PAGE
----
Jamilah Sabur. I will wet you (pl.) with the new water, 2018. Neon. 8 x 144 inches. Collection Pérez Art Museum Miami, museum purchase with funds provided by Diane and Werner Grob  

Miami-based artist Jamilah Sabur works across multiple mediums and disciplines. Sabur adapts the visual aspect and semiotic strategies associated with classic conceptual art practices to explore issues of transculturation and the postcolonial condition, moving freely between video installation, painting, sculpture, photo collage, and ritualistic performance. She frequently weaves highly personal narrative content into her work. For instance, motifs drawn from her mother’s recollections of their ancestral home in the Blue Mountains outside of Kingston, Jamaica, come into play in several of her works. Against this backdrop, Sabur adds subtle, oblique references to myriad research topics, from climate change to indigenous histories.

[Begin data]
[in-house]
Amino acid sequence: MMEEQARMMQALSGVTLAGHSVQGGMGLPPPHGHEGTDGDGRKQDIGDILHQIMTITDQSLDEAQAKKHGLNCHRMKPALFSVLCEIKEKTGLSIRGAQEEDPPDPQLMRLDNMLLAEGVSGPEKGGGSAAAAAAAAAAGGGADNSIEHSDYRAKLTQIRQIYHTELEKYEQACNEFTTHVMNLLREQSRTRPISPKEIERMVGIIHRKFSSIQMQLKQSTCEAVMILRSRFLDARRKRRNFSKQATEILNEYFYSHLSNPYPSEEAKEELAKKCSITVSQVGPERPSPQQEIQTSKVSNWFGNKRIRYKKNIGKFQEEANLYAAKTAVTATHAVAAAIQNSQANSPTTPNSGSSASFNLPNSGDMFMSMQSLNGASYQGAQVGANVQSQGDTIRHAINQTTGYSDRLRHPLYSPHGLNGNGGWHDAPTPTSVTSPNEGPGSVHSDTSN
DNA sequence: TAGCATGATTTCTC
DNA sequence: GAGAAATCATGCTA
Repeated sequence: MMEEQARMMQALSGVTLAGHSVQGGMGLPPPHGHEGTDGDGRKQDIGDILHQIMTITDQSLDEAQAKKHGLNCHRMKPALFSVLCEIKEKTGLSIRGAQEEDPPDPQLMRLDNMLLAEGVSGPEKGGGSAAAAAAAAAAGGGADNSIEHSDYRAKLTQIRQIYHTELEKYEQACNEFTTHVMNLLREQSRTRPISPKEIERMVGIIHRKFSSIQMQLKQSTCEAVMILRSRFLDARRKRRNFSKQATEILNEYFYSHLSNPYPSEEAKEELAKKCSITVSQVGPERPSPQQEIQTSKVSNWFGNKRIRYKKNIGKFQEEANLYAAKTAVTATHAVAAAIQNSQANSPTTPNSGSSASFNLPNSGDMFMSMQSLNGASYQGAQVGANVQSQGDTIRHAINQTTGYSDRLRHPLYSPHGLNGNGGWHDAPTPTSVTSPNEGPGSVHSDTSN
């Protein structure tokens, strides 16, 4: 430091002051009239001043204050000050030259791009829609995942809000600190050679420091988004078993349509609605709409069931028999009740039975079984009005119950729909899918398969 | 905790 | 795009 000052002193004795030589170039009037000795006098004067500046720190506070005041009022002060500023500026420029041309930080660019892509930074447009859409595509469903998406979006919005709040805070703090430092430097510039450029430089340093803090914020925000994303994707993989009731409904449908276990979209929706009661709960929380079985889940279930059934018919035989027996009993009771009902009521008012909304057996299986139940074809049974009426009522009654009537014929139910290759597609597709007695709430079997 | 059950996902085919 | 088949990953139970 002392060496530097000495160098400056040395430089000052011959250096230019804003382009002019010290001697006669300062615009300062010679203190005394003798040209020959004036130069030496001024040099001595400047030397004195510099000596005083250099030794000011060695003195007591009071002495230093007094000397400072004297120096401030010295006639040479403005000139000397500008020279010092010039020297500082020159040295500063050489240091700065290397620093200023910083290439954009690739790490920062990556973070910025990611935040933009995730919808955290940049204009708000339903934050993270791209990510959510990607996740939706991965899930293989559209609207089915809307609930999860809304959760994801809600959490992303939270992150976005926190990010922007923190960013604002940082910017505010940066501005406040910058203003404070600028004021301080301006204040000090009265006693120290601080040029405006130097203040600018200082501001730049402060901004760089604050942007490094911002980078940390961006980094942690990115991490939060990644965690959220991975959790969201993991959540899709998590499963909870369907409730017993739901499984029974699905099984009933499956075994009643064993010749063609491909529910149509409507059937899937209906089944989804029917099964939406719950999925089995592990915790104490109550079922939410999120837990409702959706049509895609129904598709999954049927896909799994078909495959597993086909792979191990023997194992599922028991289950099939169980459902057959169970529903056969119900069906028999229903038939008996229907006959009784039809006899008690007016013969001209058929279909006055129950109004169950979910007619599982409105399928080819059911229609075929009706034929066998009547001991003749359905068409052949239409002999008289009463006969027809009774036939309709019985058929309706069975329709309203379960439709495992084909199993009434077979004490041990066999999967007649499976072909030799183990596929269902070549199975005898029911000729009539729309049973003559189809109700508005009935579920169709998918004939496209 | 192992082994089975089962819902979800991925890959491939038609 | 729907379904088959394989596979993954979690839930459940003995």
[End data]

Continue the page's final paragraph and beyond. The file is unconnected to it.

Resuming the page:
I will wet you (pl.) with the new water is based on Sabur’s fascination with the Timucua people, a Native American tribe whose lands once stretched from north central Florida to southeastern Georgia; the last Timucua died in the 1700s. Sabur immersed herself in the study of the Timucua while doing a residency at the Crisp Ellert Art Museum at Flagler College in St. Augustine. It was there that she first encountered the work of George Aaron Broadwell, a professor at University of Florida and the leading scholar on Timucua language and culture. Sabur was particularly struck by Broadwell’s translation of a Timucua interpretation of a tract on baptism from 1612. Originally written in Spanish by Francisco Pareja, a Franciscan missionary in Spanish Florida, it was translated into the Timucua language before being translated yet again by Broadwell. With poetic efficiency and melancholy, Sabur calls forth a host of associations, evoking the complexities of human language, the difficulty involved in transmitting and preserving cultural traditions across gulfs of time and context, and the spiritual limitations of Western anthropological study.